The Netherlands commemorate the 75th anniversary of their liberation
Among the guests at the launch of the 75th anniversary commemorations of the liberation of the Netherlands was a French delegation with, among its ranks, the veteran French paratrooper Achille Muller, who took part in the operations of 1945.
Image source: French Embassy in The Hague - Twitter @FranceinNL
On 31 August this year, King Willem-Alexander of the Netherlands launched a whole series of events to mark the 75th anniversary of the Netherlands’ liberation. The wartime Allies were invited to this first event. Among them, France was represented by Geneviève Darrieussecq, state secretary to the Minister for the Armed Forces, and Vice-Admiral Schricke, representing the French armed forces. Also part of the French delegation was a man most certainly deserving of a place at the ceremony. Colonel Achille Muller was one of those who took part in the liberation of the country.
Parachuted into the thick of war
Operation Armhest was a turning point in Dutch history. On 7 April 1945, on the initiative of British brigadier Mike Calvert, 700 French paratroopers belonging to the 3rd and 4th SAS (Special Air Service) landed in the Drenthe region of the Netherlands, tasked with capturing Dutch canals, bridges and airfields. The operation was a success. Among the 700 volunteers was Achille Muller. In 1943, this young man in his early twenties had escaped to England. There, he met General de Gaulle and was trained as a paratrooper. In 1944, he took part in the liberation of first Vannes, then Rennes, then Paris. After the war, he continued his career in the army, rising to the rank of colonel. Today, he is one of the last remaining survivors of those battles. He is also one of the most decorated soldiers, having been awarded, in 2016, the Grand Croix and the Order of the Legion of the Honour. So it was only natural that he should be present at this event.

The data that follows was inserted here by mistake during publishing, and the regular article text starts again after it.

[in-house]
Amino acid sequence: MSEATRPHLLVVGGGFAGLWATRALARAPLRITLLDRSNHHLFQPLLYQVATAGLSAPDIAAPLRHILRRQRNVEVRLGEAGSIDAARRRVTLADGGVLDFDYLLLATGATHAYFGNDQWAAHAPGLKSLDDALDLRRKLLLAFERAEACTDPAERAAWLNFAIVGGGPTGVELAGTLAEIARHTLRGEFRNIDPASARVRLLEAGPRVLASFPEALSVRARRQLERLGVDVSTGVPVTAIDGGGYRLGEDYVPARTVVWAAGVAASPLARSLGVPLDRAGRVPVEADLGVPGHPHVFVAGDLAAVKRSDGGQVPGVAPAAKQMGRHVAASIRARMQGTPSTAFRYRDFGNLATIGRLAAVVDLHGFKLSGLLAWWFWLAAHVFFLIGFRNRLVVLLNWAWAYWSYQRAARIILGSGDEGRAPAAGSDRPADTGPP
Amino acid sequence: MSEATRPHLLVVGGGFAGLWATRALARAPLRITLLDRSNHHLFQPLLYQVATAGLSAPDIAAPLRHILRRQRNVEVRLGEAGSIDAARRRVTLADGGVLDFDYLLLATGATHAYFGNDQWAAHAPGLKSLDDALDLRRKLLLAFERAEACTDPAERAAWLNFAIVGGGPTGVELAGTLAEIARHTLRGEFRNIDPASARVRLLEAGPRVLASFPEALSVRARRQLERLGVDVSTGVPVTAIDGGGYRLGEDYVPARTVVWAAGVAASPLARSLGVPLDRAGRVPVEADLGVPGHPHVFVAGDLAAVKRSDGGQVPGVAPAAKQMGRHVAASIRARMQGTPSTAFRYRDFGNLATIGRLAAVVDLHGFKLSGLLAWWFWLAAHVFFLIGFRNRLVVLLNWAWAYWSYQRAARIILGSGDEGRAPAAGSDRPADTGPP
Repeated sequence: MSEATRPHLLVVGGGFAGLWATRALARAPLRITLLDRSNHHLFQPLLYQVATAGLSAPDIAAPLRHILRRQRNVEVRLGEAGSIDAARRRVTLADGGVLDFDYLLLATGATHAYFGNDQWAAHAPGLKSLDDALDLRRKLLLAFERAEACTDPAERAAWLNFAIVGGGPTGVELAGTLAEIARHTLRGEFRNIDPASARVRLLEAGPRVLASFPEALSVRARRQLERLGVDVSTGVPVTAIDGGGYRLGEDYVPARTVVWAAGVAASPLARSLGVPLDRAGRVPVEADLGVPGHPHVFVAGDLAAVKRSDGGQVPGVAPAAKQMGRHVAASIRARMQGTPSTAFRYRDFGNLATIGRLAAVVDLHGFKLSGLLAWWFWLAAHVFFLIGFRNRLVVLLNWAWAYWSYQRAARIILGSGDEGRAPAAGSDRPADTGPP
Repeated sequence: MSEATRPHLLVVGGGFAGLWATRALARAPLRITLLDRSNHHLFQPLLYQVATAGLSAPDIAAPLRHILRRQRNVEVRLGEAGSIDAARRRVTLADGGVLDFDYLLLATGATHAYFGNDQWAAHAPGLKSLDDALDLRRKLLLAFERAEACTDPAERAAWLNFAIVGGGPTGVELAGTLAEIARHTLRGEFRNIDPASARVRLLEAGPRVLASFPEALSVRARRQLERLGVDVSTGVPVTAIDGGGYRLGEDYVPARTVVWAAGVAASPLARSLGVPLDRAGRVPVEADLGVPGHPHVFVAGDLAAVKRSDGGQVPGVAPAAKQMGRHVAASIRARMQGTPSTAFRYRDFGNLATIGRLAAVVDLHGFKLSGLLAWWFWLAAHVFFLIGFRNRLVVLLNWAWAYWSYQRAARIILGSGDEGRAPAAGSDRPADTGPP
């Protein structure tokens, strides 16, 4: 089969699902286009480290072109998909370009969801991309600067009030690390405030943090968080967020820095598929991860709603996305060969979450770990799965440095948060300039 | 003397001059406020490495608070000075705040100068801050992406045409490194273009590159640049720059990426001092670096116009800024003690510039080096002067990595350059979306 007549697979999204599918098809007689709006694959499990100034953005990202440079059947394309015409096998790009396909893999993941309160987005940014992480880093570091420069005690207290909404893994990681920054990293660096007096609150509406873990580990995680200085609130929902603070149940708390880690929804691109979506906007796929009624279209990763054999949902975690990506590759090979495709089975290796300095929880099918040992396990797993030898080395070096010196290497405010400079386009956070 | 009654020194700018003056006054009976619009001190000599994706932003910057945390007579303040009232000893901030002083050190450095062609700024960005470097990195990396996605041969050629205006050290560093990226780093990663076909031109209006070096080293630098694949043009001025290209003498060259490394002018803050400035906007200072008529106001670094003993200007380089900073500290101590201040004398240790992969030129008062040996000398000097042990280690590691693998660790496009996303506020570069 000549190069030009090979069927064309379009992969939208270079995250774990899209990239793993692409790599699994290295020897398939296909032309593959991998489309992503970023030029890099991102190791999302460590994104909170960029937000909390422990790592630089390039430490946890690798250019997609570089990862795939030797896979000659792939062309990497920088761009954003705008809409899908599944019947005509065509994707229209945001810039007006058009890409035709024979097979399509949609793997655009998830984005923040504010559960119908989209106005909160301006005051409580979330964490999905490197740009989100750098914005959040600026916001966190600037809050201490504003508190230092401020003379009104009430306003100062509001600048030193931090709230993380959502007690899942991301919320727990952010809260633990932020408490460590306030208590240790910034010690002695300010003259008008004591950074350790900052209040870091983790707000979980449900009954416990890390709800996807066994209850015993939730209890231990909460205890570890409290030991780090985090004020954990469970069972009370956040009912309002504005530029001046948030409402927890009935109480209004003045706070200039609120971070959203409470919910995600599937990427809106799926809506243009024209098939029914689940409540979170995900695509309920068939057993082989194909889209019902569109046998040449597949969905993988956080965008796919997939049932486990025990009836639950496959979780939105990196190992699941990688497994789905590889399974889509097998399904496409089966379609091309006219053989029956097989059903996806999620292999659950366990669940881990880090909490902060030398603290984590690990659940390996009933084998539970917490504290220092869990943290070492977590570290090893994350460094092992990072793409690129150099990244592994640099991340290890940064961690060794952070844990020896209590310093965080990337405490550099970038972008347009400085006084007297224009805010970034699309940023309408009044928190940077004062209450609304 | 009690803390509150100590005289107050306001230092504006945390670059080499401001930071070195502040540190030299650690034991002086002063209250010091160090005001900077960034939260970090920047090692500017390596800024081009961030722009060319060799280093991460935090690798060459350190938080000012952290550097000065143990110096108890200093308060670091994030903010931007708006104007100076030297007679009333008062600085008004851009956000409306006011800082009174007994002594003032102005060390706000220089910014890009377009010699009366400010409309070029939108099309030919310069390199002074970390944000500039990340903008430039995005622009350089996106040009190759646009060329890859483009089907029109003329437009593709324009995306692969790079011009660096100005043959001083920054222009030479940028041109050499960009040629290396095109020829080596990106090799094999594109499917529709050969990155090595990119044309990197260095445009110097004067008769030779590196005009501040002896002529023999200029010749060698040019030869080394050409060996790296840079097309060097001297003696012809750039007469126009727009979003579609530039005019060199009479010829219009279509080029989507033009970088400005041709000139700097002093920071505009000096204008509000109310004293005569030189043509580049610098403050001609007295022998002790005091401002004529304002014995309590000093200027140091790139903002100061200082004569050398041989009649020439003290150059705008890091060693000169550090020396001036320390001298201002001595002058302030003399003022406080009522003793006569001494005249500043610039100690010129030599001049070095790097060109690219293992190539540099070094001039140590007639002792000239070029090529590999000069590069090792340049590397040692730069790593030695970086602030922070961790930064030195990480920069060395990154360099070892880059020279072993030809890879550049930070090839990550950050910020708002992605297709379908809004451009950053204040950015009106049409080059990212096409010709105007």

Fifteen thousand Dutch present at Terneuzen
With the Netherlands’ most senior political and military representatives in attendance, together with the Allied countries and their veterans who took part in the liberation – Belgium, Canada, USA, UK, Poland, Norway and France – all invited by the royal couple, the commemorations of the country’s liberation got under way at Terneuzen before a large crowd. Fifteen thousand people from all over the Netherlands attended this first ceremony. After the king had rung a bell to signify the symbolic liberation of the country, each Allied representative lit a torch as a tribute to their decisive involvement in the fighting 75 years ago. The ceremony was rounded off by a gun salute and an aerial and naval review, in which the French Navy anti-submarine frigate La Motte-Picquet participated. The Dutch commemorations are set to last a whole year, with a large number of ceremonies and an important role for France in this remembrance cycle.